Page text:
Activation patterns during action observation are modulated by context in mirror system areas

Pascal Molenberghs, Lydia Hayward, Jason B. Mattingley, Ross Cunnington

Research output: Contribution to journalArticleResearchpeer-review

40 Citations (Scopus)


The role of the mirror system in action understanding has been widely debated. Some authors have suggested that the mirror system plays an important role in action understanding (Rizzolatti and Sinigaglia, 2010), whereas others have claimed that direct evidence to support this view is lacking (Hickok, 2009). If mirror neurons have an active role in action understanding rather than passive visuomotor transformation during action observation, they should respond differently to the observation of actions depending on the intentions of the observer. In this fMRI study, twenty participants observed identical actions under different instruction contexts. The task was either to understand the actions, identify the physical features of the actions, or passively observe the actions. A multi-voxel pattern analysis revealed unique patterns of activation in ventral premotor cortex and inferior parietal lobule across the different contexts. The results suggest that ventral premotor and inferior parietal areas respond differently to observed actions depending on the mindset of the observer. This is consistent with the view that these regions do not merely process observed actions passively, but play an active role in action understanding.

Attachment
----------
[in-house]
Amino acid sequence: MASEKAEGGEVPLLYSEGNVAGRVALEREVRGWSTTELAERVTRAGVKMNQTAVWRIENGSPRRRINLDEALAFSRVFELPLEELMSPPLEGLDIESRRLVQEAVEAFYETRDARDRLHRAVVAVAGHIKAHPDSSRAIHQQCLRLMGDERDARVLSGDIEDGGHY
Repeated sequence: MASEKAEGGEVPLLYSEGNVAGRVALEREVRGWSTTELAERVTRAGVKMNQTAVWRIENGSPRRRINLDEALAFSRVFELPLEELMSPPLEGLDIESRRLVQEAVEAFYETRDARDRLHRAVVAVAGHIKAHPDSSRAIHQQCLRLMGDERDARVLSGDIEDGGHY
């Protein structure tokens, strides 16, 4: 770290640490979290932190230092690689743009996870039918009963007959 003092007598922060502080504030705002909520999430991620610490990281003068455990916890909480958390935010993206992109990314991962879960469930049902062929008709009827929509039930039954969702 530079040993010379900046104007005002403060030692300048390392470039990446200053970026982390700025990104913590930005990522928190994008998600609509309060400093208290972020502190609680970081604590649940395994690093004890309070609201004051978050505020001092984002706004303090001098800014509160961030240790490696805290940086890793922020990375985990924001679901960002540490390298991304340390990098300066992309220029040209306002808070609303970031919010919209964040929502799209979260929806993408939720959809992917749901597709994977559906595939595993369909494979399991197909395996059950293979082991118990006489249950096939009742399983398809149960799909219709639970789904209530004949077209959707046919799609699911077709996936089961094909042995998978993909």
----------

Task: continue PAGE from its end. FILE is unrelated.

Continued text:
Original languageEnglish
Pages (from-to)608-615
Number of pages8
Issue number1
Publication statusPublished - 2 Jan 2012
Externally publishedYes


  • fMRI
  • perception of action
  • mirror system
  • action understanding
  • premotor cortex
  • inferior parietal lobule

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